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Know when to use a blind trust

When President Donald Trump took office, many people were up in arms about his business dealings. Presidents before him have taken steps to move away from handling the daily operations of the businesses they owned, but it seemed as though President Trump might have bucked that tradition. Ultimately, he opted to use a blind trust for some of his personal business holdings.

A blind trust is a tool that you can use if you are getting into politics and need a way to separate your personal business and your official status. A blind trust means that you don't have any control over how the assets of the business are handled. This makes you a hands-off person so that you can't use your official status or inside information to better your business holdings.

If you find that you need to set up a blind trust, you need to make sure that you understand what it does and how it functions. Unless you are forced to do this because of your official status or your company status, you might want to think long and hard about it.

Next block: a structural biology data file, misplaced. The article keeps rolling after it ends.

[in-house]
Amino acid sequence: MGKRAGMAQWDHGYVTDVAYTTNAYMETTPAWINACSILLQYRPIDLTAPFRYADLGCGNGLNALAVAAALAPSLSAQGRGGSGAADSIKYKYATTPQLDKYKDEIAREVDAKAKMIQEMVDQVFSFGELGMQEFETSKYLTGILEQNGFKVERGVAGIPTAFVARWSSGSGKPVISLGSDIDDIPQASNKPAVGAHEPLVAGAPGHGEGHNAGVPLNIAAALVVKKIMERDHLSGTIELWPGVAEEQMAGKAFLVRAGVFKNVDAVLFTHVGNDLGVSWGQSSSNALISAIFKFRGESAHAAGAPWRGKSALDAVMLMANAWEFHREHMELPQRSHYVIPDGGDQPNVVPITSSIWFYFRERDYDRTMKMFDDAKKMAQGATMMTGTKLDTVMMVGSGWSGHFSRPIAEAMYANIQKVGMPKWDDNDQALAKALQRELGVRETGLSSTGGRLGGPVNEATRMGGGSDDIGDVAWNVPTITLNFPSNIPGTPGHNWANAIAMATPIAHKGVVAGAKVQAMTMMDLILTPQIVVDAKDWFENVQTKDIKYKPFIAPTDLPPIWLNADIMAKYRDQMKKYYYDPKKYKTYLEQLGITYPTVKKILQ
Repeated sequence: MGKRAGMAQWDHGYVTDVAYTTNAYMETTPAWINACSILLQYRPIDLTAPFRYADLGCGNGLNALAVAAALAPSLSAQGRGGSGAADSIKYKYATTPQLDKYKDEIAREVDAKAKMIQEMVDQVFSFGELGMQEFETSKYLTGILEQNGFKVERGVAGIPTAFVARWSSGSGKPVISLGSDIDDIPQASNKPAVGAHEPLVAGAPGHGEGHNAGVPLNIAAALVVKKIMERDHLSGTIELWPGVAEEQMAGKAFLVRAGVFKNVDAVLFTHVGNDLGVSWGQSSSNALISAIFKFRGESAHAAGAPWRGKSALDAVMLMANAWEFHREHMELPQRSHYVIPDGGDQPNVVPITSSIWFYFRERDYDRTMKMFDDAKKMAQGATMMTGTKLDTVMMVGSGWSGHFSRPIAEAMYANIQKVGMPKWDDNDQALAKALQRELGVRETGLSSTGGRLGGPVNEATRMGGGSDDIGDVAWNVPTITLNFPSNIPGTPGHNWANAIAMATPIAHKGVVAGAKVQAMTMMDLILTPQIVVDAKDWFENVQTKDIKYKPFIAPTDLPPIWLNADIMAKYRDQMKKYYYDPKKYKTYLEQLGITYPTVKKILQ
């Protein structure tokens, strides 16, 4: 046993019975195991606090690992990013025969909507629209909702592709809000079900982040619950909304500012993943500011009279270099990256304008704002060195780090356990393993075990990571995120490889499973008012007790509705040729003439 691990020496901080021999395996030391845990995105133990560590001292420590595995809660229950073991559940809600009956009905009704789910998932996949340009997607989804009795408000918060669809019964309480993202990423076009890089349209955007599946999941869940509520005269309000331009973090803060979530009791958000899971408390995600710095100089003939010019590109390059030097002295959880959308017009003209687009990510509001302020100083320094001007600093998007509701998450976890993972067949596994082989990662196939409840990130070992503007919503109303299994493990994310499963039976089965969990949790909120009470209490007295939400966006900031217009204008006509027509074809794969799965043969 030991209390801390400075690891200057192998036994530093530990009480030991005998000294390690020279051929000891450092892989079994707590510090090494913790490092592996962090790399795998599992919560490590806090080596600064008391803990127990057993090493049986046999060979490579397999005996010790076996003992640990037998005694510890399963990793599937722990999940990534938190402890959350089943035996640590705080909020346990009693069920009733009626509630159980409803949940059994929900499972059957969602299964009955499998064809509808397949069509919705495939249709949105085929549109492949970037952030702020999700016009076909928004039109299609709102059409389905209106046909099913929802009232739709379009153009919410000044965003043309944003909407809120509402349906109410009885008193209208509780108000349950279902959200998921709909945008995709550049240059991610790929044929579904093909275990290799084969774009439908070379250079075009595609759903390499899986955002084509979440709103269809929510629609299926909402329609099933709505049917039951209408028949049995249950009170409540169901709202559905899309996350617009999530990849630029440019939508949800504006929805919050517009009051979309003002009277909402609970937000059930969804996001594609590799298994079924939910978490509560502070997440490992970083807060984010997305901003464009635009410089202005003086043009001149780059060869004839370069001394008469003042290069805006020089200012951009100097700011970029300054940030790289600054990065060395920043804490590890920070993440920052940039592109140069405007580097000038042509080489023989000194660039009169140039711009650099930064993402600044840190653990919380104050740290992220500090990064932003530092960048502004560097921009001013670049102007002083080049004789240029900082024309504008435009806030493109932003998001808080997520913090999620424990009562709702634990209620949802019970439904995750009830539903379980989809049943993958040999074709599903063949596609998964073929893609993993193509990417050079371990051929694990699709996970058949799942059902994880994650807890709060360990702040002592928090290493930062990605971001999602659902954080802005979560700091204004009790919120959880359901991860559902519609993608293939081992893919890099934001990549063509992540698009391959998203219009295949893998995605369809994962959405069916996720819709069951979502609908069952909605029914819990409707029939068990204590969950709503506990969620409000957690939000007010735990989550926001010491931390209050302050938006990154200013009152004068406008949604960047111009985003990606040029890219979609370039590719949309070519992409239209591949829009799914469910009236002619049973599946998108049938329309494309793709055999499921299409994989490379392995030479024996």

A blind trust is only one possibility that you might use to preserve assets. Just like with other types of trusts, there are situations in which blind trusts are a good idea and some situations where they aren't a good idea at all.

Make sure that you think about the purpose of your estate plan and how any trusts might play a part in that purpose. From there, you can make decisions about how you want to set up the plan from start to finish.

Source: FindLaw, "What Is a Blind Trust?," accessed May 12, 2017

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